8.9
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One of the first things you’ll do when you move to a new city is search for a place like Marlow & Sons. You’ll wander around, looking kind of dumb, until you ask someone where you can find a casual spot with really good food. A place that serves coffee in the daytime, and, at night, turns into a dark, vibey restaurant where you might get seated next to a mildly famous musician. That’s what Marlow & Sons is, and the cozy back dining room is the perfect spot for a farewell dinner that feels more like your band’s afterparty.

Fedora

West Village
239 W. 4th St.
8.1
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Despite all the Dutch tourists trying to find Carrie Bradshaw’s apartment, you still have a soft spot for the West Village. A part of you always wanted to live here. But if that never happened, just head over and spend your last night at Fedora. It isn’t impossible to get into, and it feels kind of like a secret since it’s below ground-level on a somewhat quiet street. The narrow basement space has a classic vibe, and a final NYC meal of excellent roast chicken and steak tartare is pretty appropriate, seeing as how you’ve eaten these things 1,000 times.

Freemans

Lower East Side
End of Freeman Alley
8.2
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Freemans checks off all the most important criteria for a goodbye dinner. First off, there’s a lot of space (and some private rooms you can rent). It’s also hidden at the back of an alley, and the dark, hunting-lodge look makes you want to drink a lot of whiskey and tell stories. The food might not be quite as good as it once was (or maybe the mystique has just worn off a bit), but you’ll probably always have a place in your heart for this restaurant that used to be one of those places where you aspired to eat.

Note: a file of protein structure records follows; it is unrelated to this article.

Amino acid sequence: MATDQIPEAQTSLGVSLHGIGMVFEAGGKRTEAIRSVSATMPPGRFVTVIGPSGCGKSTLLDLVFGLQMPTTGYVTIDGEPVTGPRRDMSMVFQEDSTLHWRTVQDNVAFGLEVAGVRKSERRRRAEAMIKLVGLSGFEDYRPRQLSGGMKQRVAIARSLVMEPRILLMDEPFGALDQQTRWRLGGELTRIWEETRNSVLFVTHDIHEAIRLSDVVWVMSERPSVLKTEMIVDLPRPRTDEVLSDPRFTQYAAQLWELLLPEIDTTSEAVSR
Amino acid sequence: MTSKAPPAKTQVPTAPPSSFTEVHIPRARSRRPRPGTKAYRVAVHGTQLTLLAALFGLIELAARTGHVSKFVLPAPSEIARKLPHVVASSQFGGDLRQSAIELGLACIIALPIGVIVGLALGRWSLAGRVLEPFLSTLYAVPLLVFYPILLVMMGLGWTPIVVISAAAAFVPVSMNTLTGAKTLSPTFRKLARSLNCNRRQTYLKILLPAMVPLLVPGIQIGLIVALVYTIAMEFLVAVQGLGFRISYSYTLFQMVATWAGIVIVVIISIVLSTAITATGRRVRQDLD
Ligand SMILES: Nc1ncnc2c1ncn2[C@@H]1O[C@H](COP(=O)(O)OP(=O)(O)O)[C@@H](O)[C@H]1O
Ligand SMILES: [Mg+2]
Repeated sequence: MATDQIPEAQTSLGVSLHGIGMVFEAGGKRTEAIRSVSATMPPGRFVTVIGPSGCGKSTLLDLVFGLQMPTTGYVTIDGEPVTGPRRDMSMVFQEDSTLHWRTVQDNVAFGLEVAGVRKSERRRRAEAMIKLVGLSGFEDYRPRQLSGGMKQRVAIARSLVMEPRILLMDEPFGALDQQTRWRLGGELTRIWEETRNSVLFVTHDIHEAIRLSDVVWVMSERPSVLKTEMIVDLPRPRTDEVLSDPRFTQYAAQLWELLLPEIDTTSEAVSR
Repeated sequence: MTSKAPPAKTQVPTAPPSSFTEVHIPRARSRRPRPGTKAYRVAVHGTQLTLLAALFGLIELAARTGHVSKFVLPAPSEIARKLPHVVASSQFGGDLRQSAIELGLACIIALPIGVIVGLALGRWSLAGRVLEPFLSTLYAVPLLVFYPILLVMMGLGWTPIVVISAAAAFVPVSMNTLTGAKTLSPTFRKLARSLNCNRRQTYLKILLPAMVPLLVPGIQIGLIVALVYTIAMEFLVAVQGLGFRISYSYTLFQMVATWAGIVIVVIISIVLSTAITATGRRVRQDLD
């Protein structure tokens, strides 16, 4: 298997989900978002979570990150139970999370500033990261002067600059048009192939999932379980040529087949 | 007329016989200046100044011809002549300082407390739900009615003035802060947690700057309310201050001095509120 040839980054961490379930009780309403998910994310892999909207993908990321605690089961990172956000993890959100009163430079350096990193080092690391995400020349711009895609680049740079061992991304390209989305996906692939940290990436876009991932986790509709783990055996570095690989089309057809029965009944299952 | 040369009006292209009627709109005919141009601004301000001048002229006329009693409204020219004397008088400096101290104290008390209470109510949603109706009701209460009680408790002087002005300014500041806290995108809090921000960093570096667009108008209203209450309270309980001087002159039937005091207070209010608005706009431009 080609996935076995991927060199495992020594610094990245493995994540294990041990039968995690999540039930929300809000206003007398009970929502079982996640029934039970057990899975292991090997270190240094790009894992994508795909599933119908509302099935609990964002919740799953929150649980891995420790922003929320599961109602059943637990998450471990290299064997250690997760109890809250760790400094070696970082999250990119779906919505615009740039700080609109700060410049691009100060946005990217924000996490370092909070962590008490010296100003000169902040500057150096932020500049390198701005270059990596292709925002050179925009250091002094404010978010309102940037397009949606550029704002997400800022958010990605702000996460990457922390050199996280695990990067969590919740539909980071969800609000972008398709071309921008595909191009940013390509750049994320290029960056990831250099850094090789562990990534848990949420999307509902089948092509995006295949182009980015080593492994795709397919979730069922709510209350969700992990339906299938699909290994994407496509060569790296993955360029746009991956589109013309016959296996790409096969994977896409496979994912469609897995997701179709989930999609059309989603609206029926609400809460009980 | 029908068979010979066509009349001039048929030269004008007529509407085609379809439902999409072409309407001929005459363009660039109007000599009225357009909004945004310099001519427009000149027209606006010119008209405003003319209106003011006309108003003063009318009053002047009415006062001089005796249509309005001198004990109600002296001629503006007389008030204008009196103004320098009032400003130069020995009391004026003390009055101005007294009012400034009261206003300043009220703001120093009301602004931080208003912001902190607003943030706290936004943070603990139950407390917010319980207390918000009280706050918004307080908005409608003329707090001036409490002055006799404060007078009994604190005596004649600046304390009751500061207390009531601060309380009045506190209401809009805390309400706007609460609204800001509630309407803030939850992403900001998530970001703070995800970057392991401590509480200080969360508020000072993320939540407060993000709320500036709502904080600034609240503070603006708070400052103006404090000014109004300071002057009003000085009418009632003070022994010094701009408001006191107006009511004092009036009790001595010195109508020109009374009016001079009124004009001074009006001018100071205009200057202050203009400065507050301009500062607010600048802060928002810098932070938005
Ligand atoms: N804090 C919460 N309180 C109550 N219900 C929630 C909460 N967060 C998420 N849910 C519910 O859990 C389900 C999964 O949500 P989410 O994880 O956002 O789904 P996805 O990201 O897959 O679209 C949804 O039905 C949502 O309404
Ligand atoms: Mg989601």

8.6
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Mission Chinese opened in 2012, it got an annoying amount of attention. But it’s still open (in a different space, further south), and it has officially outlasted the annoying phase of its existence. The space feels like a party, the food is great, and it’s perfect for a night out with friends. If you get a booth or a big round table, you can can all hang out and drink cocktails in an old-school dining room that feels like the sort of place where 70’s adult-film stars would have eaten chow mein. And if you want to get the prime rib with steamed crab legs on top of it, that’s a goodbye dinner power move.

9.0
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Blue Ribbon is like Cinderella. It doesn’t become its true self until around midnight. But instead of becoming a worse version of itself without a fancy pumpkin carriage, it gets even better. And that’s probably because this is one of the few spots where you can eat bone marrow, fried chicken, fondue, and raw seafood until 4am every night. Sure, the tablecloths are white, but you aren’t going to have to put on a suit and treat a server like your butler. So stop by anytime after 10pm. It’s perfect for a going-away party with a crowd that stays up late.